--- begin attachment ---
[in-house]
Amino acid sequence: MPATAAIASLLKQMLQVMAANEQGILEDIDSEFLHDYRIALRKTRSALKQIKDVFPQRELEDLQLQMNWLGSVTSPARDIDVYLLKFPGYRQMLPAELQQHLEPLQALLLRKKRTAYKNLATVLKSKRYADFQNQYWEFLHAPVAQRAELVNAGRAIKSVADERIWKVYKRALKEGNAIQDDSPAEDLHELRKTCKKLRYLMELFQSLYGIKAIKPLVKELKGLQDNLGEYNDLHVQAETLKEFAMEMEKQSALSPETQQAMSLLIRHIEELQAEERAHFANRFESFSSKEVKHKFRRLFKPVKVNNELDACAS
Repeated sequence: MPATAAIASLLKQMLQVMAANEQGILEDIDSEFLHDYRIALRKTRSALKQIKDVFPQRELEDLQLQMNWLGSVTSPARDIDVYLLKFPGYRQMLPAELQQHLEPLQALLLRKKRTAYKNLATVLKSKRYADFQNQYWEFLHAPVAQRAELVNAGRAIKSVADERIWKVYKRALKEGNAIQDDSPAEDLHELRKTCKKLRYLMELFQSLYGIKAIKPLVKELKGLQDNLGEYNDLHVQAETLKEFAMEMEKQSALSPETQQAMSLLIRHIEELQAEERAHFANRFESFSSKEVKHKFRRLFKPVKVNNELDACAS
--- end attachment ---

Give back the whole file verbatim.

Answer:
[in-house]
Amino acid sequence: MPATAAIASLLKQMLQVMAANEQGILEDIDSEFLHDYRIALRKTRSALKQIKDVFPQRELEDLQLQMNWLGSVTSPARDIDVYLLKFPGYRQMLPAELQQHLEPLQALLLRKKRTAYKNLATVLKSKRYADFQNQYWEFLHAPVAQRAELVNAGRAIKSVADERIWKVYKRALKEGNAIQDDSPAEDLHELRKTCKKLRYLMELFQSLYGIKAIKPLVKELKGLQDNLGEYNDLHVQAETLKEFAMEMEKQSALSPETQQAMSLLIRHIEELQAEERAHFANRFESFSSKEVKHKFRRLFKPVKVNNELDACAS
Repeated sequence: MPATAAIASLLKQMLQVMAANEQGILEDIDSEFLHDYRIALRKTRSALKQIKDVFPQRELEDLQLQMNWLGSVTSPARDIDVYLLKFPGYRQMLPAELQQHLEPLQALLLRKKRTAYKNLATVLKSKRYADFQNQYWEFLHAPVAQRAELVNAGRAIKSVADERIWKVYKRALKEGNAIQDDSPAEDLHELRKTCKKLRYLMELFQSLYGIKAIKPLVKELKGLQDNLGEYNDLHVQAETLKEFAMEMEKQSALSPETQQAMSLLIRHIEELQAEERAHFANRFESFSSKEVKHKFRRLFKPVKVNNELDACAS